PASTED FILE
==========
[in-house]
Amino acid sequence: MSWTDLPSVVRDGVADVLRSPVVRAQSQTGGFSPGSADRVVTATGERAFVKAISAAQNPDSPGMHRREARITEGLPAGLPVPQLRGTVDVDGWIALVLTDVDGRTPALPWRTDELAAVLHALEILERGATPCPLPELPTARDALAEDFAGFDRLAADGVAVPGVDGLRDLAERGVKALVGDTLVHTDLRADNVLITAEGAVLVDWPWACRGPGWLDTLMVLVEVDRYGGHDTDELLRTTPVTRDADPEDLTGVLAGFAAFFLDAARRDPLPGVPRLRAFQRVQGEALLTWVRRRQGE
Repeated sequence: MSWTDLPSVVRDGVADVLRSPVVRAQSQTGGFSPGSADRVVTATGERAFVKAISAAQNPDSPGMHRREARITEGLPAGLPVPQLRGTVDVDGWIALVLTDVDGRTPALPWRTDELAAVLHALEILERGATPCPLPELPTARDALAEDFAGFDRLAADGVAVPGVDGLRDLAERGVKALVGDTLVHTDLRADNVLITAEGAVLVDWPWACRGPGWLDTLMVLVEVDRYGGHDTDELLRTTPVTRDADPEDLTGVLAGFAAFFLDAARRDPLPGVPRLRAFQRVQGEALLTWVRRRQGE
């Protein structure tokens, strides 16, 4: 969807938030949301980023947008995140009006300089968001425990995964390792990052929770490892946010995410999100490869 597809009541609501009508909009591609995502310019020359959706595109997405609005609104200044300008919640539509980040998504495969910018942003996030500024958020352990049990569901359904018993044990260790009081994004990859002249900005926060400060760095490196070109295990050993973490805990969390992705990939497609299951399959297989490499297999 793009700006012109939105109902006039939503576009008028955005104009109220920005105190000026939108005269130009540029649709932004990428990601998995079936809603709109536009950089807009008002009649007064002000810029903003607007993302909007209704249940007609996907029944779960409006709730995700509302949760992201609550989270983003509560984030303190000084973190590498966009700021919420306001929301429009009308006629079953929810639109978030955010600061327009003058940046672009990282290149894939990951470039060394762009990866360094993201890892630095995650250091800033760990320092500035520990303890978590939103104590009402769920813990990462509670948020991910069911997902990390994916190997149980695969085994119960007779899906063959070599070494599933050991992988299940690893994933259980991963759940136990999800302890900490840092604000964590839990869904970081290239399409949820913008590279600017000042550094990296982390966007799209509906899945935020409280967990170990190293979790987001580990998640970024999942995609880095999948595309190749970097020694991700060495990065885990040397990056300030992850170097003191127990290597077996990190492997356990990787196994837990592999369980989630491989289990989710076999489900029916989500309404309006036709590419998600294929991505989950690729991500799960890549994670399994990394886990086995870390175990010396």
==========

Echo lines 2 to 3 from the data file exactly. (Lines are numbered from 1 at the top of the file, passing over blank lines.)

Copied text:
Amino acid sequence: MSWTDLPSVVRDGVADVLRSPVVRAQSQTGGFSPGSADRVVTATGERAFVKAISAAQNPDSPGMHRREARITEGLPAGLPVPQLRGTVDVDGWIALVLTDVDGRTPALPWRTDELAAVLHALEILERGATPCPLPELPTARDALAEDFAGFDRLAADGVAVPGVDGLRDLAERGVKALVGDTLVHTDLRADNVLITAEGAVLVDWPWACRGPGWLDTLMVLVEVDRYGGHDTDELLRTTPVTRDADPEDLTGVLAGFAAFFLDAARRDPLPGVPRLRAFQRVQGEALLTWVRRRQGE
Repeated sequence: MSWTDLPSVVRDGVADVLRSPVVRAQSQTGGFSPGSADRVVTATGERAFVKAISAAQNPDSPGMHRREARITEGLPAGLPVPQLRGTVDVDGWIALVLTDVDGRTPALPWRTDELAAVLHALEILERGATPCPLPELPTARDALAEDFAGFDRLAADGVAVPGVDGLRDLAERGVKALVGDTLVHTDLRADNVLITAEGAVLVDWPWACRGPGWLDTLMVLVEVDRYGGHDTDELLRTTPVTRDADPEDLTGVLAGFAAFFLDAARRDPLPGVPRLRAFQRVQGEALLTWVRRRQGE